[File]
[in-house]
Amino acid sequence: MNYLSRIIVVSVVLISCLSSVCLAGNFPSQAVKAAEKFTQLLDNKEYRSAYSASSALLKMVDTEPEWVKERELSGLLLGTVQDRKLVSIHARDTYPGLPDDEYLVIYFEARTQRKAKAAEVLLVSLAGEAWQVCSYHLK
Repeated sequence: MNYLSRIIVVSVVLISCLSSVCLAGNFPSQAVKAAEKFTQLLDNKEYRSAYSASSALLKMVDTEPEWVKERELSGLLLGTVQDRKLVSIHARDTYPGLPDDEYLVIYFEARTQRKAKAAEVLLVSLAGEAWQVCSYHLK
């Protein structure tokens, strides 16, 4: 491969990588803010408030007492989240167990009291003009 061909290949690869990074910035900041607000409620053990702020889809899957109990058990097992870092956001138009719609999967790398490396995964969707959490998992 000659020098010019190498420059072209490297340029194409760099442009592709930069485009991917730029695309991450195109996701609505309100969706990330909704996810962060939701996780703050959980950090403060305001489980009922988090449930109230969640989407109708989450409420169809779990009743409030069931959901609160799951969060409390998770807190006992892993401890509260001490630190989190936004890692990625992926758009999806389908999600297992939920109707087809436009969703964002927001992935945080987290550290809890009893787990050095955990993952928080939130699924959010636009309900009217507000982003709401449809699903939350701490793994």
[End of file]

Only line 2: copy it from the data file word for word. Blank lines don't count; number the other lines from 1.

Amino acid sequence: MNYLSRIIVVSVVLISCLSSVCLAGNFPSQAVKAAEKFTQLLDNKEYRSAYSASSALLKMVDTEPEWVKERELSGLLLGTVQDRKLVSIHARDTYPGLPDDEYLVIYFEARTQRKAKAAEVLLVSLAGEAWQVCSYHLK